Is there a road, a path, dare I say it, an information highway to discoverability? With a multitude of channels and platforms, how can producers and broadcasters make sure that audiences can find their program and that audience members can find the programs they want? The CRTC is trying to figure this out with their Discoverability Summit to be held next May in Toronto. The first of two lead up events happened yesterday in Vancouver (the second, in French in Montreal, happens December 3, 2015). “En Route to the Discoverability Summit: Content in the Age of Abundance” was live streamed for those who couldn’t get out to Vancouver or hadn’t known about it. I livestreamed it and I’m going to share my overall thoughts with you.
Tony Chapman, marketing expert and frequent speaker, gave the keynote. As you would expect from a marketing guy, the talk was all about the power of brands and a shift from brands going through broadcasters to the consumers, to going directly. Gary Maavara of Corus asked Chapman for specific advice for broadcasters. He said Corus should delete one of their U.S. programs, take the money and commission three programs from teams of Canadian producers and brands. The brands would then distribute the programs globally. To me, that sounds like the brands are the owners and the producers are service producers. That would not be good for the independent production sector. I don’t see the upside for broadcasters in doing that either, unless they had a share in the global revenues. And I’m not sure what that would mean for the content, if it became a glorified product sales tool. There are good examples of branded content (i.e. “Carmilla” and Kotex) but being limited to product promotion does tend to stifle creativity.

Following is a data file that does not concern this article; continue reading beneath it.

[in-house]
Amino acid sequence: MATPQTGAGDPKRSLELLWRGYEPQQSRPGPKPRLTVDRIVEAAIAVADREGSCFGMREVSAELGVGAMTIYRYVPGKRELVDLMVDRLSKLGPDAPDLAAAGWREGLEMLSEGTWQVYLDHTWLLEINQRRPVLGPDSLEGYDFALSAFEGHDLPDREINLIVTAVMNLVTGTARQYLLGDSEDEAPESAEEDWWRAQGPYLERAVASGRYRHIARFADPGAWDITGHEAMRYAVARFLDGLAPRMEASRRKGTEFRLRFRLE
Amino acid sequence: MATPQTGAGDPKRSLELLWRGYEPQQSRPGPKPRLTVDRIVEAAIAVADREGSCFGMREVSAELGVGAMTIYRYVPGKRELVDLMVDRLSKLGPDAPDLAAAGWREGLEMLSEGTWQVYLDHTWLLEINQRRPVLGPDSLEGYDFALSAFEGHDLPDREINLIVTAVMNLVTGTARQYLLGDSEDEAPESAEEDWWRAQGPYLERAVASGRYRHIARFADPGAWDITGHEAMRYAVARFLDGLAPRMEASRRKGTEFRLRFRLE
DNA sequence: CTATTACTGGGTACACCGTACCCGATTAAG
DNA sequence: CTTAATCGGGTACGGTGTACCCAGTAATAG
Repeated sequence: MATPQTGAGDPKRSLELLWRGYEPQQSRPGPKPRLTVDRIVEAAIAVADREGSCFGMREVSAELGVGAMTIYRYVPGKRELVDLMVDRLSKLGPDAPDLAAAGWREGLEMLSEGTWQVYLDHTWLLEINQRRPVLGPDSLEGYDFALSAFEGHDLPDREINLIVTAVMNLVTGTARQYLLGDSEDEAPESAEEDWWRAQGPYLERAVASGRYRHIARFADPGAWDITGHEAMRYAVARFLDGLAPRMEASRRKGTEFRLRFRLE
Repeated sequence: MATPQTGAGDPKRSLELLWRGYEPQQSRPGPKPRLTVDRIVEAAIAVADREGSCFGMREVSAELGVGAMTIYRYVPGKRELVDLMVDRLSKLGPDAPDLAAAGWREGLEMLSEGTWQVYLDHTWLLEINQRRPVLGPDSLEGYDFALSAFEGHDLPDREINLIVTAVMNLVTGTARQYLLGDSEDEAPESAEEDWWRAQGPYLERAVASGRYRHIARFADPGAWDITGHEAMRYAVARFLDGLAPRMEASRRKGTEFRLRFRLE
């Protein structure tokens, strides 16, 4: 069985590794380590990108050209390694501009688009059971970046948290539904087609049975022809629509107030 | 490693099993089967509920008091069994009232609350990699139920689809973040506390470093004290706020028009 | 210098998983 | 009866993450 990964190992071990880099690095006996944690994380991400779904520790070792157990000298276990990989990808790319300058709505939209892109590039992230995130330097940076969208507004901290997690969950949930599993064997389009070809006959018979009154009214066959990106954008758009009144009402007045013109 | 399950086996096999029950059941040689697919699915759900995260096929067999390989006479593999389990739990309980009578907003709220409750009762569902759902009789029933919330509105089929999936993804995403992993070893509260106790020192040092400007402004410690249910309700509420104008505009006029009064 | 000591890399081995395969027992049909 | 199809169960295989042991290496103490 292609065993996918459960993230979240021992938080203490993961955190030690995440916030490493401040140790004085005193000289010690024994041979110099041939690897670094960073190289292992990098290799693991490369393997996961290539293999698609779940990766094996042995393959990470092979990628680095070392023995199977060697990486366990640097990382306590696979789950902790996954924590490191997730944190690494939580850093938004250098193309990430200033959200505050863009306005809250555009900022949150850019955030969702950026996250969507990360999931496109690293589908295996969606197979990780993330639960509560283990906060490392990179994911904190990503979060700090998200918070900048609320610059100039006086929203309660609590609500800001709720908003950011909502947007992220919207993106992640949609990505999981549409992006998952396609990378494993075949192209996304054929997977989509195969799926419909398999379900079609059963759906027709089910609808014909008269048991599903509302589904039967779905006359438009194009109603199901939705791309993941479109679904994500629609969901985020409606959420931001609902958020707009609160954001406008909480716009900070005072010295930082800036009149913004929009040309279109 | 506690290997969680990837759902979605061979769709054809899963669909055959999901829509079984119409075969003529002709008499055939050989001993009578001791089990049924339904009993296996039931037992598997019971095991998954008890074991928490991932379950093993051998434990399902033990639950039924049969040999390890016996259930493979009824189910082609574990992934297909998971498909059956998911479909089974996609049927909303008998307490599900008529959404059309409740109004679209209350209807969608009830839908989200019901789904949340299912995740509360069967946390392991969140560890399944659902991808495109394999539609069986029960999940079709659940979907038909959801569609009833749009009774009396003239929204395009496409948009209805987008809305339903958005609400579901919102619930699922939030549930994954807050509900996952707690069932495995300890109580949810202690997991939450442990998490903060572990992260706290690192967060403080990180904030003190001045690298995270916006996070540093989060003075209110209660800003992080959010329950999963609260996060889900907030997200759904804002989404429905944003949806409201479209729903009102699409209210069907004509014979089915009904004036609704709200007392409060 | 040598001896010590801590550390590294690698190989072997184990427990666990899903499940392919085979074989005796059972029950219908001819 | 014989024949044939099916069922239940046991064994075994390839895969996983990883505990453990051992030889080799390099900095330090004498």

That conversation set the theme for the session as the roundtable (Sara Diamond of OCAD, Tessa Sproule of Vubble, Ling Lin from YouTube Canada, Nathan Wiszniak of Spotify, Ashkan Karbasfrooshan of WatchMojo and Moyra Rodger of Magnify Digital) also spent a lot of time talking about the disintermediation of the content supply chain (to use marketing-speak). The new paradigm is apparently the content producer (either funded by brands or a self-funded YouTube creator) reaching the consumer directly.
However, there were no answers to the question of the day, which is how will consumers find the content that they want in this new universe? It was clear that everyone is struggling with this problem but there were no new solutions presented (sorry but ‘transmedia’ and ‘gamification’ are not new ideas, particularly when the terms are misused). I’ve been saying to anyone who will listen that I want a site or an app that will tell me where to find the programs that I want, whether they are on broadcast or iTunes or Shomi or CraveTV or Netflix. I am tired of bingeing a show on one platform only to find myself a season behind and not know where to find the next season. Apparently there’s a word for what I’m looking for – universal search. We have all agreed that it is needed but no one has yet figured out how to do it.
I found it very odd that the CRTC would host a session that said that the future of content was going to bypass the broadcasters. Based on the responses from Bell Media in the Q and A I think they were too. They see themselves and their brand as a necessary filter or guide in the very crowded content universe and until I get my universal search app I think that’s going to be true.
We should hear details on the next stage in this process, the Discoverability Summit, in the coming weeks. We’ve been promised a unique and international event. Stay tuned.